Some of you in school are busy learning lots of English tenses and some of you can look back at your school days and be happy that you don’t have to learn them anymore! I’m sure most of you can ‘rattle off’ drive-drove-driven, eat-ate-eaten and so on.
This is a quick guide to ‚The Big Five‘ tenses in English!
The special thing about the English language is that it uses many different tenses and aspects to describe exactly when an event takes place. Was it recent? Is it finished? Did it finish before another event in the past? Is it still carrying on? Will it happen in the future? Is it a plan or a fact?
So do you need to learn all of the many tenses/aspects? The good news is ‘no’. Please note that I’m talking about ‘everyday language’ in the work environment and of course it can be necessary to learn the other tenses depending on your use of the language. I’m sure that some school teachers may disagree with me and pupils will love me but in everyday language it is sufficient to have a good handle on the following ‘big five’.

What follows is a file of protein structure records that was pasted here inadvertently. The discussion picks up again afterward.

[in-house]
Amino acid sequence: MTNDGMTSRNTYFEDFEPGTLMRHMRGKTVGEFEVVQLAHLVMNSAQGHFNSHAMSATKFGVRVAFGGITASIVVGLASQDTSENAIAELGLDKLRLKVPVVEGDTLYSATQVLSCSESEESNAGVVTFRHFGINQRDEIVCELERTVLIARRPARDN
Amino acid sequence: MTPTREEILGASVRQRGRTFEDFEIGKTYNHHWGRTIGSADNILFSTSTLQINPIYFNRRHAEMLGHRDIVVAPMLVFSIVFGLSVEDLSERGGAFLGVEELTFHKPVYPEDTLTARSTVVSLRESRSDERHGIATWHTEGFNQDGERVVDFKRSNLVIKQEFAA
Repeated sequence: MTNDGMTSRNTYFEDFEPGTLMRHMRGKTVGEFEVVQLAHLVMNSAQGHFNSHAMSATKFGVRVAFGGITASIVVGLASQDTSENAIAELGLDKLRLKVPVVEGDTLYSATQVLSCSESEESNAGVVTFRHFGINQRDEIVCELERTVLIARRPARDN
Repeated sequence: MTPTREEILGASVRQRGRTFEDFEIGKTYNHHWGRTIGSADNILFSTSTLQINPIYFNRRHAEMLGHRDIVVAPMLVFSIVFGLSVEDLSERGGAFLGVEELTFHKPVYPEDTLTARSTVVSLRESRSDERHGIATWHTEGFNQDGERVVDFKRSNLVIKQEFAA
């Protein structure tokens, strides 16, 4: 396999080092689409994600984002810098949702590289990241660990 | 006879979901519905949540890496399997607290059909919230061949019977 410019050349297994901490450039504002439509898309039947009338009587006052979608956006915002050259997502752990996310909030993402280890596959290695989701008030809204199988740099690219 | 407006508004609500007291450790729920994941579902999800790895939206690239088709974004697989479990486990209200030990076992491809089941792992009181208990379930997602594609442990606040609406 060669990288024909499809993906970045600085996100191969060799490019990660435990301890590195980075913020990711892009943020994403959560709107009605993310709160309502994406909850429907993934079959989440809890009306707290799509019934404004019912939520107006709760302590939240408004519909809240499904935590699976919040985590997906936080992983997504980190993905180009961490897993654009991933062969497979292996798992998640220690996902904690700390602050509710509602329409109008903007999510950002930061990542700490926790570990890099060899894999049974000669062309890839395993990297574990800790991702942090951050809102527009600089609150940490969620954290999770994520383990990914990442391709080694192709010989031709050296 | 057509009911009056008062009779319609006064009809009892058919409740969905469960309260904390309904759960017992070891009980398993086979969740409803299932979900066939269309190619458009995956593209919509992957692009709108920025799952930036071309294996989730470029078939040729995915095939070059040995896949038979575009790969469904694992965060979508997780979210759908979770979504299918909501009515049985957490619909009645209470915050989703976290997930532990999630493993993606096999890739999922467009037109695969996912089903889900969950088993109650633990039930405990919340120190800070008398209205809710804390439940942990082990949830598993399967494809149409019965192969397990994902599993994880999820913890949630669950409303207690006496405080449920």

Present Simple – I work at Mustermann.
We use the present simple to describe permanent states, facts and regular activities, e.g. where we live and what a company produces.
Present Continuous – I am working in the warehouse this week.
The present continuous is used to describe temporary actions or events which are either happening at the time of speaking or events of a longer term but still temporary nature, which are happening around now.
Past Simple – I went to Italy last year.
The past simple is used to describe fully completed events in the past. We often use a time indicator (e.g. yesterday, last month, in 2014 etc.) but we don’t always have to mention it – important is that the context must be about this past time.
Present Perfect Simple – I have been to London before.
- Past experiences where a time is not specified , e.g. I have been to London before.
- A recent event/action, e.g. I have just made a coffee.
- To connect a time in the past with the present. This is often in connection with the words “for” and “since”, e.g. I have worked here for four years (I still work here!)
Future – going to & will
We can roughly split the future into two parts, planned or unplanned.
Planned events – we use the going to future, e.g. I am going to visit a customer tomorrow.
Unplanned events – we use the ‘will’ future, e.g. The phone rings and you say, “I’ll answer the phone”.